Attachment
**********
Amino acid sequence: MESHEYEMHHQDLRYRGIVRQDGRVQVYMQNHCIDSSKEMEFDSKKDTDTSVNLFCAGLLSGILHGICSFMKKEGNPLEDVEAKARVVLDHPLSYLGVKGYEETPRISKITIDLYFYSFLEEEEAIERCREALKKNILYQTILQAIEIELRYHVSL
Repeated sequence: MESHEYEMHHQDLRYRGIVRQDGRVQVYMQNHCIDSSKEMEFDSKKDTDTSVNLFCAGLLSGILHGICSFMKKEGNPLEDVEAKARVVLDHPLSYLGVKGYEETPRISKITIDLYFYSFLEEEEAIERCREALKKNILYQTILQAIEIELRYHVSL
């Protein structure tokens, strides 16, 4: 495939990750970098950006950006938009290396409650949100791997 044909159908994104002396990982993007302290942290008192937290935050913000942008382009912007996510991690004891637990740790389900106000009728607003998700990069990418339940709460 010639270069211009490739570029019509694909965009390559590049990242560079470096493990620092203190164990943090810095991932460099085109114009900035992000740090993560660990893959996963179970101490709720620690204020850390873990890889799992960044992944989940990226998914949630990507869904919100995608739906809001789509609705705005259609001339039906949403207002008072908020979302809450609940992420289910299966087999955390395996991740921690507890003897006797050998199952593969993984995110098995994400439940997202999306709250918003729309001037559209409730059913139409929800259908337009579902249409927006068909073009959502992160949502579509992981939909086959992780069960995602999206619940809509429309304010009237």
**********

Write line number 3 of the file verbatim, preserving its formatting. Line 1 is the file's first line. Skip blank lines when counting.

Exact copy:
């Protein structure tokens, strides 16, 4: 495939990750970098950006950006938009290396409650949100791997 044909159908994104002396990982993007302290942290008192937290935050913000942008382009912007996510991690004891637990740790389900106000009728607003998700990069990418339940709460 010639270069211009490739570029019509694909965009390559590049990242560079470096493990620092203190164990943090810095991932460099085109114009900035992000740090993560660990893959996963179970101490709720620690204020850390873990890889799992960044992944989940990226998914949630990507869904919100995608739906809001789509609705705005259609001339039906949403207002008072908020979302809450609940992420289910299966087999955390395996991740921690507890003897006797050998199952593969993984995110098995994400439940997202999306709250918003729309001037559209409730059913139409929800259908337009579902249409927006068909073009959502992160949502579509992981939909086959992780069960995602999206619940809509429309304010009237």